British Airways Retires Its Entire Fleet of Boeing 747 Jets

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It will instead operate more flights on “modern, fuel-efficient aircraft” including the Airbus A350 and the Boeing 787.

According to CNBC, British Airways (BA), currently the “largest operator of the Boeing 747, said it would retire its entire fleet of the iconic aircraft earlier than expected due to the coronavirus downturn.”

The airline, which is owned by International Consolidated Airlines Group (IAG), had “originally planned to phase out the ‘jumbo jet’ by 2024. But travel restrictions due to Covid-19 led the company to take action now,” wrote CNBC.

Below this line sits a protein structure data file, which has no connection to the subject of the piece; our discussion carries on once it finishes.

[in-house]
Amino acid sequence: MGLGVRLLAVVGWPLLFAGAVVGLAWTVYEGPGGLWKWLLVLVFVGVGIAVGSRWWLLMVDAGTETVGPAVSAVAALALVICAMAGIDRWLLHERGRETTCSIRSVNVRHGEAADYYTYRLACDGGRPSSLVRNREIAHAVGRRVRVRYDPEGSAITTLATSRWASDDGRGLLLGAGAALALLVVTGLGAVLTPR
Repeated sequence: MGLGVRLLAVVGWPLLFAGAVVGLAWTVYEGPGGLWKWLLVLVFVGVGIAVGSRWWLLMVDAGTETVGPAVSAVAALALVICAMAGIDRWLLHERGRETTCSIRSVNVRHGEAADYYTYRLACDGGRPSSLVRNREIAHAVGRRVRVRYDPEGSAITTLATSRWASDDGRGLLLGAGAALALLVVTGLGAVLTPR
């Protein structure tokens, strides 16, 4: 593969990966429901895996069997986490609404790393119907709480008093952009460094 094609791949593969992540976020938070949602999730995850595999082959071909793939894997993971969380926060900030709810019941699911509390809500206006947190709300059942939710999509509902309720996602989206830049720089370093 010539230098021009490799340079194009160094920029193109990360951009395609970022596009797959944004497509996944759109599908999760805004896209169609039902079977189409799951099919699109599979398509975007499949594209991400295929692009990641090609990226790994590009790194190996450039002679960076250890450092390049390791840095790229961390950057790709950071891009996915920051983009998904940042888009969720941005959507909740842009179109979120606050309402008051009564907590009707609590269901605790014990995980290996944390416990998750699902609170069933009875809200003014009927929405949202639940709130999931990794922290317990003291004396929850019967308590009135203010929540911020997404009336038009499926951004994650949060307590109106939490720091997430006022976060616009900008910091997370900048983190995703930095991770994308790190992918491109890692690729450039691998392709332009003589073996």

“It is with great sadness that we can confirm we are proposing to retire our entire 747 fleet with immediate effect,” the airline said in an emailed statement to CNBC. “It is unlikely our magnificent ‘queen of the skies’ will ever operate commercial services for British Airways again due to the downturn in travel caused by the Covid-19 global pandemic.”

At its height, BA had 57 of the 747s, “only surpassed by Japan Airlines, and the planes now reportedly represent approximately 10% of its total fleet,” reported CNBC. The news to retire all 747s comes “after Qantas Airways announced in June that it was retiring its six Boeing 747 planes immediately, six months before initially planned.”

BA “recently warned that 12,000 jobs were at risk due to the pandemic and the resulting hit to air travel. IAG’s stock is down 65% so far this year,” the report added. “The International Air Transport Association forecast last month that airlines were on track to lose $84 billion this year, and another $15 billion in 2021.”

Read the full report here.

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